Beware of Strangers Bearing Gifts: Social entrepreneurs often fail to realize not everyone is as altruistic as they are
My phone rings one evening. I recognize the number as the co-founder of one of the social enterprises I’m mentoring. I answer it immediately.
Kiran (fictional name) sounds incredibly excited, even a little breathless. “Guns,” he said, addressing me by my nickname. “I have great news!”
I break into a grin. Kiran’s enthusiasm, even from 1,000 miles away on a scratchy phone line, is always infectious. “Super, old chap. What’s happening?”
“Supracom are interested in our technology! They are coming over the visit our lab next week!”
Kiran’s social enterprise is using some breakthrough new technology to benefit farmers. I know Supracom (also a fictional name) is the global major in this field, a German company with a strong for-profit orientation.
I decide to play along. “That’s great! What are they talking about?”
“Everything! They are interested in considering a strategic investment! Collaborating on taking our products to farmers around the globe using their distribution network!”
Kiran and his co-founders have just about made their technology work reliably in the lab. A production prototype is still at least six months away, and commercial sales maybe a year away. I try hard to keep the concern out of my voice. “That’s great to hear! Err… Why are they coming to your lab?”
“They want to learn more about our technology before getting into more concrete discussions. They are just great, you know. The guys I spoke to, they really get it. They’ve been breaking their heads on this for years, and they know how hard it is. They really appreciate what we’ve achieved.”
My skepticism meter, already on ‘high’, begins to go beserk. “That’s super, Kiran, I begin,” mustering my most calming tone. “But tell me, how much you have revealed to them already?”
“Not a lot yet. You know Vijay wasn’t available to talk to them, and I’m not that technical. But next week we’ll go into all that in the lab.” Vijay is Kiran’s co-founder and CTO. He’s the geek behind the technology.
I drop my voice and adopt a gentle tone for my next question. “Aren’t you just a little worried that they might only be interested in learning what you’re doing so that they can replicate it themselves, and are not really serious about the collaboration?”
When Kiran replies, I can sense his enthusiasm has come crashing down, and I feel sorry for him. “Hmmm. Hadn’t thought about that.” After a long pause, he adds: “maybe. Could we maybe get them to sign an NDA?”
“Have you seen those documents?” I ask him. “They’re full of exclusions and loopholes. Supracom is a €5 Billion company. Do you really think you will successfully sue them for violating an NDA?”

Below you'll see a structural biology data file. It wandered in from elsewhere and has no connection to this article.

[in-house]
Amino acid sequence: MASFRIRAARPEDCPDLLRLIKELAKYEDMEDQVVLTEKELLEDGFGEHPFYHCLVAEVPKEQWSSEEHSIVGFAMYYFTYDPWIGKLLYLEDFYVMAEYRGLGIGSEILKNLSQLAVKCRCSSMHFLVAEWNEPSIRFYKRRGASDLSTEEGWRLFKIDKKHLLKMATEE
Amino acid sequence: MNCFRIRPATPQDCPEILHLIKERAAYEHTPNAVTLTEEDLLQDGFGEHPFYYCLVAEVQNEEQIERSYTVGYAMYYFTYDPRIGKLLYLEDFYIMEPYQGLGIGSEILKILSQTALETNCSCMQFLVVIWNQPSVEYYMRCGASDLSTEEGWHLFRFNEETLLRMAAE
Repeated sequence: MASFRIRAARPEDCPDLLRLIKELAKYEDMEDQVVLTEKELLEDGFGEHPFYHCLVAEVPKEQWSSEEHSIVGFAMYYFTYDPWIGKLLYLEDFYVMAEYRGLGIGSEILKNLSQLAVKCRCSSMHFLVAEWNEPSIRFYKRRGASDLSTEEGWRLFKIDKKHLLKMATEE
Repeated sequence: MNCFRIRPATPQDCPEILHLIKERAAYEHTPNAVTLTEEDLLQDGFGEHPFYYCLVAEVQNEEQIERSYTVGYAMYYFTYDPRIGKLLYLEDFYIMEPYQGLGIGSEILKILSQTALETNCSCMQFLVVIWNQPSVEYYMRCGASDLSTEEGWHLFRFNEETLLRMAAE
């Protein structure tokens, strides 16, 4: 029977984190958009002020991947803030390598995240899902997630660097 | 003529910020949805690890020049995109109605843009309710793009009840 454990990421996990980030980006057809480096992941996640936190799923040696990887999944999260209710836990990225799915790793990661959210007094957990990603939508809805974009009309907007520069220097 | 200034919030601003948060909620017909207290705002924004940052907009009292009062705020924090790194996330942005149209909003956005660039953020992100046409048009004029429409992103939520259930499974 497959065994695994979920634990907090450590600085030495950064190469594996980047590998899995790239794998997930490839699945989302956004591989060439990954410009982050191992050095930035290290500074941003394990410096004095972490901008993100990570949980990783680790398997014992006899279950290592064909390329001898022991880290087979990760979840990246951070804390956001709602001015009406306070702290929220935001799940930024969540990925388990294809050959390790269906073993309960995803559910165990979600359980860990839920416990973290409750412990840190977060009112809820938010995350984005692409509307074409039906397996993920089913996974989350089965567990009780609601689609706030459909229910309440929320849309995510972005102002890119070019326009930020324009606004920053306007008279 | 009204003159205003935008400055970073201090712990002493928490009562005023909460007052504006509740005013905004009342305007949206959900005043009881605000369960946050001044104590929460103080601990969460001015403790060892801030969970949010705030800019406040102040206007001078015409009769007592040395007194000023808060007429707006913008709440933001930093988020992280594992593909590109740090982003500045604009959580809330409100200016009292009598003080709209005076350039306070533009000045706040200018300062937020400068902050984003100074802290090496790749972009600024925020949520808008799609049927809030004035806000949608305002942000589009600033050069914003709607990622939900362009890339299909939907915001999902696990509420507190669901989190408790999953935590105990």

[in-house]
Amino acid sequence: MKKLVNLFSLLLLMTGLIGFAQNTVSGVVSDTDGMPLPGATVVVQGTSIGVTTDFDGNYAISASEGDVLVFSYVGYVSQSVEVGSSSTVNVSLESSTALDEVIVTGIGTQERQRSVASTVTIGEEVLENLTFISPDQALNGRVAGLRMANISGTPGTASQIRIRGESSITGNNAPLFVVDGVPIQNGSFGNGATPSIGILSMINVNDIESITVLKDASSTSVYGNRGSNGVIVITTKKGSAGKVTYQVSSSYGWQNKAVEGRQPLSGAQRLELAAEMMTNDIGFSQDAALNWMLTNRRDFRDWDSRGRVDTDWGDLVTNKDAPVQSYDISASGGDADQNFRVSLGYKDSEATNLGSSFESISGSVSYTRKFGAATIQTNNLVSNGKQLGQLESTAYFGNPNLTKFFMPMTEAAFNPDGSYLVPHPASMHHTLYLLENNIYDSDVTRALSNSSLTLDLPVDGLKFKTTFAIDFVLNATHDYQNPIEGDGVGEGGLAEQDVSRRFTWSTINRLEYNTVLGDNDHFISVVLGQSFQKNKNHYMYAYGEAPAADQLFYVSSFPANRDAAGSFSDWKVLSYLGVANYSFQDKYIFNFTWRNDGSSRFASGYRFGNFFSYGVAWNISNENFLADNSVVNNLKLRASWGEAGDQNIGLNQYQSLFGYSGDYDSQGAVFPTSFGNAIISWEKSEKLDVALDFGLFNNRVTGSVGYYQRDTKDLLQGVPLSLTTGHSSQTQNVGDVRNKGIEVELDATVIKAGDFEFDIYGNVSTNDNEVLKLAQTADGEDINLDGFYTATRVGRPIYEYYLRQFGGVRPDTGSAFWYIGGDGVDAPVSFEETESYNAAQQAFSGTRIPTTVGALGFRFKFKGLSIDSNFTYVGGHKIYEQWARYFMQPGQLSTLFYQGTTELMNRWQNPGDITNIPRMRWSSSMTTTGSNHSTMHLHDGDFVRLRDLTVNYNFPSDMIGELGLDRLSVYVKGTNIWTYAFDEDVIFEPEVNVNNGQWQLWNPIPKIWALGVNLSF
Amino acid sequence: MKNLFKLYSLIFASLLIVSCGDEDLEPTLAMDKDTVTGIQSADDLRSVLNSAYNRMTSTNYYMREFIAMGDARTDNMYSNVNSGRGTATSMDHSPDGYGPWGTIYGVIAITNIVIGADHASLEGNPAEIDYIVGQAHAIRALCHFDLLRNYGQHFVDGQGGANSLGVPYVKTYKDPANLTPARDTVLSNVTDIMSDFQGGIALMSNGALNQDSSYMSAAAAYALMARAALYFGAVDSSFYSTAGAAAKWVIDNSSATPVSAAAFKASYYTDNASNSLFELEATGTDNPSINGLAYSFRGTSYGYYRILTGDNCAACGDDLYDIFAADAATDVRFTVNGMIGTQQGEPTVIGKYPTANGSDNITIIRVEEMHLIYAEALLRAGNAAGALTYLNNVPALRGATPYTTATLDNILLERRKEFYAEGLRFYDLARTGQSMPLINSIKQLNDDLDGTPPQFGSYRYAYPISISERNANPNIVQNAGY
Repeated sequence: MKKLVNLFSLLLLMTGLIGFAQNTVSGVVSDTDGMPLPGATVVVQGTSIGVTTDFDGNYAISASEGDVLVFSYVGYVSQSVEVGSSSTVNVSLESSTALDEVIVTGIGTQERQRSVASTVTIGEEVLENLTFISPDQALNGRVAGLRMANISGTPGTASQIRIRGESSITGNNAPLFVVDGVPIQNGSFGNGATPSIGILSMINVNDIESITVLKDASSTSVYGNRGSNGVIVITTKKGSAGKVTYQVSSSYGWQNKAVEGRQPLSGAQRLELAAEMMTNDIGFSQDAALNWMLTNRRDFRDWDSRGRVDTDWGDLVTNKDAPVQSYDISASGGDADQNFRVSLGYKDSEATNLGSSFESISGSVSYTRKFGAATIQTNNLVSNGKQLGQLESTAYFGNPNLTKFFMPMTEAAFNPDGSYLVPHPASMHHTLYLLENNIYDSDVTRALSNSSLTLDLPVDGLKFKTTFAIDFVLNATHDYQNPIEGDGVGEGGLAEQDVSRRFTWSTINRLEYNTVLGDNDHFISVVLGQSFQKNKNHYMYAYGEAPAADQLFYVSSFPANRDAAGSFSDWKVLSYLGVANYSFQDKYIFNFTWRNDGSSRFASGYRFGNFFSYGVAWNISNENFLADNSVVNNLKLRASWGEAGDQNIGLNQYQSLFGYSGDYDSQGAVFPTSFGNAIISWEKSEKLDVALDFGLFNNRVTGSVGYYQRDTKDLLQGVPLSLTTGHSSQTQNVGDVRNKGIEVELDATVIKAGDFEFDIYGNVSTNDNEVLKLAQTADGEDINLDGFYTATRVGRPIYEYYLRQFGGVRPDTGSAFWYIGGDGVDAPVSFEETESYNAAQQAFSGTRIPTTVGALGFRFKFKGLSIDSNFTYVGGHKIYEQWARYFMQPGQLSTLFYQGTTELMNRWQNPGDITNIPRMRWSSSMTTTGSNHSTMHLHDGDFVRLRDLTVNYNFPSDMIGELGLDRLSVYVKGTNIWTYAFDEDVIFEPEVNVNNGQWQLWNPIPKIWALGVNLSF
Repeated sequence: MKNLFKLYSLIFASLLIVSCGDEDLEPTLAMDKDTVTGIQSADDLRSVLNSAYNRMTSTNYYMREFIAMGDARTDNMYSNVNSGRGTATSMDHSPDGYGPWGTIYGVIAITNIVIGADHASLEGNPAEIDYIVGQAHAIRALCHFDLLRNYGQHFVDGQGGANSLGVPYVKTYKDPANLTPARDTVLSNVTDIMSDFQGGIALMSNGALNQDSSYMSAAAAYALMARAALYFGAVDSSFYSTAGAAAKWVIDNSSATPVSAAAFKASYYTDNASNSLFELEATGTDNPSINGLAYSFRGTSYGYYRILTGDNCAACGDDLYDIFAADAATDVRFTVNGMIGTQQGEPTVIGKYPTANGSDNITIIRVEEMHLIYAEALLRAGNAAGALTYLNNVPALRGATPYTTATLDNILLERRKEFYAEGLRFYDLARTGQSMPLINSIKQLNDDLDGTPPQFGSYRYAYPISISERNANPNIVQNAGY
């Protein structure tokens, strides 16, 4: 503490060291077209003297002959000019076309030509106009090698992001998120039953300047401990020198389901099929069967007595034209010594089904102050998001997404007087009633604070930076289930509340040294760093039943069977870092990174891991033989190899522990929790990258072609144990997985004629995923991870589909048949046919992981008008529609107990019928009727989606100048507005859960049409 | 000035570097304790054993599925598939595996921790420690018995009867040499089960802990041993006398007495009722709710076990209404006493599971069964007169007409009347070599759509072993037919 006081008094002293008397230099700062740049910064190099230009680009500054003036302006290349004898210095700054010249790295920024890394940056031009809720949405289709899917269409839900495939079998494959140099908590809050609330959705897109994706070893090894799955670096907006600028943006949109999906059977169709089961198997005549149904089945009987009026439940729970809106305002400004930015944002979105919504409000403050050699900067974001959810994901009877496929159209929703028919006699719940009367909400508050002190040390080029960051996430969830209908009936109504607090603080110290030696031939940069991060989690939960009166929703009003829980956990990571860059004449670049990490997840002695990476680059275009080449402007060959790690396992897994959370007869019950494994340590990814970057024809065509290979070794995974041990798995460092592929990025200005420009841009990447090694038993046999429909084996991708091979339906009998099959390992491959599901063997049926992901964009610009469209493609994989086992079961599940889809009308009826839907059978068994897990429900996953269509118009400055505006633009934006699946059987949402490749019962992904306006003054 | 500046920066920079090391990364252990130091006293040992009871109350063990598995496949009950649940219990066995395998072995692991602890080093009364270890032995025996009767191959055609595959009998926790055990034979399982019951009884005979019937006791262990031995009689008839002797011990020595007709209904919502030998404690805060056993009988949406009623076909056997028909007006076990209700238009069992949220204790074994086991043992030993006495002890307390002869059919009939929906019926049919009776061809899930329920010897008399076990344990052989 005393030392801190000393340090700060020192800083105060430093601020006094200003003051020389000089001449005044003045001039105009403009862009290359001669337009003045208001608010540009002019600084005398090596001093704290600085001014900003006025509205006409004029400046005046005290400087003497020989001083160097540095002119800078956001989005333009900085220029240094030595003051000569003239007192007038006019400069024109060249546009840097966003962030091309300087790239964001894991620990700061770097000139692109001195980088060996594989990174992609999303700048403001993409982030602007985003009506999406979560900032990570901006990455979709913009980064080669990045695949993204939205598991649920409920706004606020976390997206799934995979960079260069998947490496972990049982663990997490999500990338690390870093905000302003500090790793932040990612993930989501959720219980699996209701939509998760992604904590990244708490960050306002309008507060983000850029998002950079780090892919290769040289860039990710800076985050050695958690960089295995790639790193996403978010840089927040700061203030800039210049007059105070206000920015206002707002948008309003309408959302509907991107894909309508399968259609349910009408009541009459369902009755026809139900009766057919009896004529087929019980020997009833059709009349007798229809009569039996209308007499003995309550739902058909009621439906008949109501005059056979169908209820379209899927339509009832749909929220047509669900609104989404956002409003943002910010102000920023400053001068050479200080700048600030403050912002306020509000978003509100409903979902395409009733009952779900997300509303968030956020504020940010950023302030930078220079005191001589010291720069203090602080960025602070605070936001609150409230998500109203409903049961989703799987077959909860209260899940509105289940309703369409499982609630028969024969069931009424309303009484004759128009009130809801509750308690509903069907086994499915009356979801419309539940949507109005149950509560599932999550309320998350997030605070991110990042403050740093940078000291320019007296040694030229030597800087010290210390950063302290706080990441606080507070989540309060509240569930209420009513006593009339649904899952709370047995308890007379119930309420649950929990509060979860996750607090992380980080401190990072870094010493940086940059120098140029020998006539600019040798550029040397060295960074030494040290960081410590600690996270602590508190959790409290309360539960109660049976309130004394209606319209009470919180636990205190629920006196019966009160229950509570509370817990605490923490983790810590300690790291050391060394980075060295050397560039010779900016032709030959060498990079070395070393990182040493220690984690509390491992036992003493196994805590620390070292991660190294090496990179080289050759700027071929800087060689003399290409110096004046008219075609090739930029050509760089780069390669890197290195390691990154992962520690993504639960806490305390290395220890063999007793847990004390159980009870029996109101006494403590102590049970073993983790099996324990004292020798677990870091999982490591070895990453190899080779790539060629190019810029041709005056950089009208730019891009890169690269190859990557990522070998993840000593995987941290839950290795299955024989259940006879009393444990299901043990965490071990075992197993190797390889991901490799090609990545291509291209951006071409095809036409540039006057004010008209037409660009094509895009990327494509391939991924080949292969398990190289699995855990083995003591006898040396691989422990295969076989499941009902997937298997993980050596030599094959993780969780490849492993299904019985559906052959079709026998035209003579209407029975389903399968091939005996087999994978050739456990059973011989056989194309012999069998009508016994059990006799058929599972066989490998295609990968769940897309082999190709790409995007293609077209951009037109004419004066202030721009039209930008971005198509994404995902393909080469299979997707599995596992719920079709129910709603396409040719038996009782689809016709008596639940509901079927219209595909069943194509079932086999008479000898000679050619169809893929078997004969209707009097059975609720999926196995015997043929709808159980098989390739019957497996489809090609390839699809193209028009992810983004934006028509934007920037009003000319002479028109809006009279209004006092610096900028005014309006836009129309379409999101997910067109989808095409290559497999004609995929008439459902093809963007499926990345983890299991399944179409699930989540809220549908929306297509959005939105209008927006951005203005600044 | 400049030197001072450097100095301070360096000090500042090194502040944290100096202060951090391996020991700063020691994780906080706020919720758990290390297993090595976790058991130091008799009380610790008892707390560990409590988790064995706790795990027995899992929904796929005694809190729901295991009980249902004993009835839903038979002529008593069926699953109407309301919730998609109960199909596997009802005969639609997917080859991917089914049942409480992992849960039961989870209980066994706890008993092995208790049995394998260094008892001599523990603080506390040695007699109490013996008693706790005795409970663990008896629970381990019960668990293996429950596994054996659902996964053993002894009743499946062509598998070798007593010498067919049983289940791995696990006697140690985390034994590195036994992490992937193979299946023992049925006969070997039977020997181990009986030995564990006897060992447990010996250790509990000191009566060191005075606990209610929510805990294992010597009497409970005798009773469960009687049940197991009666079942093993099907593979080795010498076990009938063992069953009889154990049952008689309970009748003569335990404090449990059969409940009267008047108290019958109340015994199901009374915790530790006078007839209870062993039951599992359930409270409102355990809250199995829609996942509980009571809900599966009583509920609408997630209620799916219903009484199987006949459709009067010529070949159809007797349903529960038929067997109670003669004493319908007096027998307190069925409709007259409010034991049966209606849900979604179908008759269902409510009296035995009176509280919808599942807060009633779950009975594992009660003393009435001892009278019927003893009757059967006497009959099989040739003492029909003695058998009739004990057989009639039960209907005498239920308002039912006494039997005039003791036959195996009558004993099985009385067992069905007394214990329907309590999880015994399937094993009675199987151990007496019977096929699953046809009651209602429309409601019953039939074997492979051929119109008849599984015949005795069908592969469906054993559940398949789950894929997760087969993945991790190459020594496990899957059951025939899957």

Hi voice is soft. “Oops. No. But what do we do? The visit is already scheduled. They’re flying in from Europe to see the lab.”
“It is an important relationship; there will be a time in the future when you can collaborate with them,” I begin. “But before that you have to prove your technology works, customers are willing to pay for it, and evaluate every option for a strategic relationship such as this one.”
“Right. So what do we do?”
“Set their expectations now itself that you are not comfortable showing them the core technology, so that they are not disappointed when they visit. Tell them that you’ll be more forthcoming in a year or two, after you demonstrate success in the field. They’ll understand.”
“Are you sure?”
“If they get agitated, you know what they were in the first place,” I reply, a smile on my face.
“Hey thanks, Guns. We almost just shot ourselves in the foot.”
“No problem, man. Your speed, agility and innovativeness is your secret sauce – and it’s what the big companies lack. They’d love to learn from your work and help shortcut their own development processes. When the time comes to partner with them, make sure you do it on your terms, after you’ve proven your technology and commercial value, and have created a bit of a feeding frenzy among the possible suitors so that you’ve got the best possible deal.”
“Makes sense. Bye Guns.”
“Bye. Take care man.”
He called me a week later. The team from Supracom had canceled their trip because of a sudden series of “meetings” in Switzerland that they couldn’t avoid. Kiran and Vijay were chastened by their experience. They’ve become a lot more circumspect about talking about their work and technology.
Social Entrepreneurs are driven by their selfless desire to make the world a better place. They often fail to realize that not everybody out there is as altruistic as they are. Start-ups embody innovation and inventiveness. They are close to their customers and rapidly design and iterate useful products that meet their customers’ needs. Big corporations, with their large R&D budgets and corporate bureaucracies, move slowly and are not exactly hotbeds of innovation or customer insight. They are always on the lookout for an interesting new product or technology that can enhance their portfolio and bottom line. But they’re not always likely to use the most fair and ethical ways to obtain it.
Therefore, always be careful of strangers bearing gifts.
P.R. Ganapathy is the chief operating officer of Villgro.